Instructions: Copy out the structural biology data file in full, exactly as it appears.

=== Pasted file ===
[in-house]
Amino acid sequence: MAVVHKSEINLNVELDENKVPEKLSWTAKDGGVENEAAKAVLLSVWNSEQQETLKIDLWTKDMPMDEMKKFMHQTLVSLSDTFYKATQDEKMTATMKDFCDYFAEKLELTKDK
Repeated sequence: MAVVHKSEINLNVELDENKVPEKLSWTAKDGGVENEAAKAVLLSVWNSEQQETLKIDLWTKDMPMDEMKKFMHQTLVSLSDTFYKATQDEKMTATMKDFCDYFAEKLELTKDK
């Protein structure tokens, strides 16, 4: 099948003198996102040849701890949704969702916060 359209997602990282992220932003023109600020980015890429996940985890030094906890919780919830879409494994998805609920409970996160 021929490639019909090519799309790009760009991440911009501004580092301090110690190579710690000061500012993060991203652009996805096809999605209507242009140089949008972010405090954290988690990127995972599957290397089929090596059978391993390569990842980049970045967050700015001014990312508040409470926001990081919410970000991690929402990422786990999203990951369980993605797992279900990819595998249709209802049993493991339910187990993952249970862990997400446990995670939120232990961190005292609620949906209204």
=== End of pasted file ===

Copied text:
[in-house]
Amino acid sequence: MAVVHKSEINLNVELDENKVPEKLSWTAKDGGVENEAAKAVLLSVWNSEQQETLKIDLWTKDMPMDEMKKFMHQTLVSLSDTFYKATQDEKMTATMKDFCDYFAEKLELTKDK
Repeated sequence: MAVVHKSEINLNVELDENKVPEKLSWTAKDGGVENEAAKAVLLSVWNSEQQETLKIDLWTKDMPMDEMKKFMHQTLVSLSDTFYKATQDEKMTATMKDFCDYFAEKLELTKDK
């Protein structure tokens, strides 16, 4: 099948003198996102040849701890949704969702916060 359209997602990282992220932003023109600020980015890429996940985890030094906890919780919830879409494994998805609920409970996160 021929490639019909090519799309790009760009991440911009501004580092301090110690190579710690000061500012993060991203652009996805096809999605209507242009140089949008972010405090954290988690990127995972599957290397089929090596059978391993390569990842980049970045967050700015001014990312508040409470926001990081919410970000991690929402990422786990999203990951369980993605797992279900990819595998249709209802049993493991339910187990993952249970862990997400446990995670939120232990961190005292609620949906209204």